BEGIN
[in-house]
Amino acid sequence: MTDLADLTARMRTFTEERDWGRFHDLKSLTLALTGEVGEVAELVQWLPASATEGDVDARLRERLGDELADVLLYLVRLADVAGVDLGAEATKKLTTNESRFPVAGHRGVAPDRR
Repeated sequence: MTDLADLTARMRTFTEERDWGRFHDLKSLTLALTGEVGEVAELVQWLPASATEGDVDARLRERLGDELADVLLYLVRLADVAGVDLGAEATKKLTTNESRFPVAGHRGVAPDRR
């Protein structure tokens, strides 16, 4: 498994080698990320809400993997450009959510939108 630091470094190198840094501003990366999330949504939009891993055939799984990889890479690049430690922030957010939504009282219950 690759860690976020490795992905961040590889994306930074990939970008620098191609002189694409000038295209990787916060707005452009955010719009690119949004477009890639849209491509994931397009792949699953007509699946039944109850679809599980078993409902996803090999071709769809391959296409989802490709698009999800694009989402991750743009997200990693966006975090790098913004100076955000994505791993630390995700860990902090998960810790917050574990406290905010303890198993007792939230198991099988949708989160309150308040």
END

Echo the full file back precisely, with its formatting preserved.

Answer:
[in-house]
Amino acid sequence: MTDLADLTARMRTFTEERDWGRFHDLKSLTLALTGEVGEVAELVQWLPASATEGDVDARLRERLGDELADVLLYLVRLADVAGVDLGAEATKKLTTNESRFPVAGHRGVAPDRR
Repeated sequence: MTDLADLTARMRTFTEERDWGRFHDLKSLTLALTGEVGEVAELVQWLPASATEGDVDARLRERLGDELADVLLYLVRLADVAGVDLGAEATKKLTTNESRFPVAGHRGVAPDRR
């Protein structure tokens, strides 16, 4: 498994080698990320809400993997450009959510939108 630091470094190198840094501003990366999330949504939009891993055939799984990889890479690049430690922030957010939504009282219950 690759860690976020490795992905961040590889994306930074990939970008620098191609002189694409000038295209990787916060707005452009955010719009690119949004477009890639849209491509994931397009792949699953007509699946039944109850679809599980078993409902996803090999071709769809391959296409989802490709698009999800694009989402991750743009997200990693966006975090790098913004100076955000994505791993630390995700860990902090998960810790917050574990406290905010303890198993007792939230198991099988949708989160309150308040």